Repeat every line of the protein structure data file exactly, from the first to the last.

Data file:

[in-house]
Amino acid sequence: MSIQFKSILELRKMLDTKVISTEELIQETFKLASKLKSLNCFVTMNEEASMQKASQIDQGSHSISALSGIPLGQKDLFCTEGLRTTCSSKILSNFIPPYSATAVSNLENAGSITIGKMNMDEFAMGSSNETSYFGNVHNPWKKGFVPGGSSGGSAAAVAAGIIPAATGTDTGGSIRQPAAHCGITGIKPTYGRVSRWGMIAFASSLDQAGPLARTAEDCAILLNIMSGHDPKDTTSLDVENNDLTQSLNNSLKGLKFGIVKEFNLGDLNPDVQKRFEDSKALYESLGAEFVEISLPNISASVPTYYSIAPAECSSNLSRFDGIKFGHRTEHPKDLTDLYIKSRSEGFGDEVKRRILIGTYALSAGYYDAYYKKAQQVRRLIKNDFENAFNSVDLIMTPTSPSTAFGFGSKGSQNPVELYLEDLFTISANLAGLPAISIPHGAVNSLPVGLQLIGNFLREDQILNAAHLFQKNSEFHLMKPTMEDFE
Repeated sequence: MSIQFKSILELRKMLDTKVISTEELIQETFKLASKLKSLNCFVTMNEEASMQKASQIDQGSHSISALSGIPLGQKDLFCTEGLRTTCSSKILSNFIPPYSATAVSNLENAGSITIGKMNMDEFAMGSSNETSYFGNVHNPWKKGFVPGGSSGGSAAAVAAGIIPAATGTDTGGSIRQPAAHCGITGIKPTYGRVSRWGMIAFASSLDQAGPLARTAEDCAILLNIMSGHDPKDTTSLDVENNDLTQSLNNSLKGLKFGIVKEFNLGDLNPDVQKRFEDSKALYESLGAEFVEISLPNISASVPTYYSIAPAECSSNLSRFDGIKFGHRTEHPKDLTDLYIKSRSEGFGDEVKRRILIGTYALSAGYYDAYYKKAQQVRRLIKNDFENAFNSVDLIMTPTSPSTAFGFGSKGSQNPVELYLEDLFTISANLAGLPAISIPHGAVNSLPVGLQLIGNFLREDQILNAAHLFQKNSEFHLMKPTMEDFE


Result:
[in-house]
Amino acid sequence: MSIQFKSILELRKMLDTKVISTEELIQETFKLASKLKSLNCFVTMNEEASMQKASQIDQGSHSISALSGIPLGQKDLFCTEGLRTTCSSKILSNFIPPYSATAVSNLENAGSITIGKMNMDEFAMGSSNETSYFGNVHNPWKKGFVPGGSSGGSAAAVAAGIIPAATGTDTGGSIRQPAAHCGITGIKPTYGRVSRWGMIAFASSLDQAGPLARTAEDCAILLNIMSGHDPKDTTSLDVENNDLTQSLNNSLKGLKFGIVKEFNLGDLNPDVQKRFEDSKALYESLGAEFVEISLPNISASVPTYYSIAPAECSSNLSRFDGIKFGHRTEHPKDLTDLYIKSRSEGFGDEVKRRILIGTYALSAGYYDAYYKKAQQVRRLIKNDFENAFNSVDLIMTPTSPSTAFGFGSKGSQNPVELYLEDLFTISANLAGLPAISIPHGAVNSLPVGLQLIGNFLREDQILNAAHLFQKNSEFHLMKPTMEDFE
Repeated sequence: MSIQFKSILELRKMLDTKVISTEELIQETFKLASKLKSLNCFVTMNEEASMQKASQIDQGSHSISALSGIPLGQKDLFCTEGLRTTCSSKILSNFIPPYSATAVSNLENAGSITIGKMNMDEFAMGSSNETSYFGNVHNPWKKGFVPGGSSGGSAAAVAAGIIPAATGTDTGGSIRQPAAHCGITGIKPTYGRVSRWGMIAFASSLDQAGPLARTAEDCAILLNIMSGHDPKDTTSLDVENNDLTQSLNNSLKGLKFGIVKEFNLGDLNPDVQKRFEDSKALYESLGAEFVEISLPNISASVPTYYSIAPAECSSNLSRFDGIKFGHRTEHPKDLTDLYIKSRSEGFGDEVKRRILIGTYALSAGYYDAYYKKAQQVRRLIKNDFENAFNSVDLIMTPTSPSTAFGFGSKGSQNPVELYLEDLFTISANLAGLPAISIPHGAVNSLPVGLQLIGNFLREDQILNAAHLFQKNSEFHLMKPTMEDFE